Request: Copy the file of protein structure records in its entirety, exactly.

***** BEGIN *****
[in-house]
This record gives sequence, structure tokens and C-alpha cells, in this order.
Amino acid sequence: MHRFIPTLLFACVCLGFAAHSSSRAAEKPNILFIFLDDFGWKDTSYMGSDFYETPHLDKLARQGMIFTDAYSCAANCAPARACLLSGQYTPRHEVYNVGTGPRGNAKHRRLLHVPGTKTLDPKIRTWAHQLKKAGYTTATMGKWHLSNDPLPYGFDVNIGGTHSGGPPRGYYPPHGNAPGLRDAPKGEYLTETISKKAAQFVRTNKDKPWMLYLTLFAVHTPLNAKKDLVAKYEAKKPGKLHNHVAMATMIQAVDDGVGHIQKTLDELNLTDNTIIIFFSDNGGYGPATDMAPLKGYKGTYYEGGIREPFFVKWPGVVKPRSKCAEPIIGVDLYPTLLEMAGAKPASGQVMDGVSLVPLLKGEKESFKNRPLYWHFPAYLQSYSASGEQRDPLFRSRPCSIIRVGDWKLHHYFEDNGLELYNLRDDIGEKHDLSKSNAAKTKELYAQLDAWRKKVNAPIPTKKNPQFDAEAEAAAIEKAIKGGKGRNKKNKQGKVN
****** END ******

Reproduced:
[in-house]
This record gives sequence, structure tokens and C-alpha cells, in this order.
Amino acid sequence: MHRFIPTLLFACVCLGFAAHSSSRAAEKPNILFIFLDDFGWKDTSYMGSDFYETPHLDKLARQGMIFTDAYSCAANCAPARACLLSGQYTPRHEVYNVGTGPRGNAKHRRLLHVPGTKTLDPKIRTWAHQLKKAGYTTATMGKWHLSNDPLPYGFDVNIGGTHSGGPPRGYYPPHGNAPGLRDAPKGEYLTETISKKAAQFVRTNKDKPWMLYLTLFAVHTPLNAKKDLVAKYEAKKPGKLHNHVAMATMIQAVDDGVGHIQKTLDELNLTDNTIIIFFSDNGGYGPATDMAPLKGYKGTYYEGGIREPFFVKWPGVVKPRSKCAEPIIGVDLYPTLLEMAGAKPASGQVMDGVSLVPLLKGEKESFKNRPLYWHFPAYLQSYSASGEQRDPLFRSRPCSIIRVGDWKLHHYFEDNGLELYNLRDDIGEKHDLSKSNAAKTKELYAQLDAWRKKVNAPIPTKKNPQFDAEAEAAAIEKAIKGGKGRNKKNKQGKVN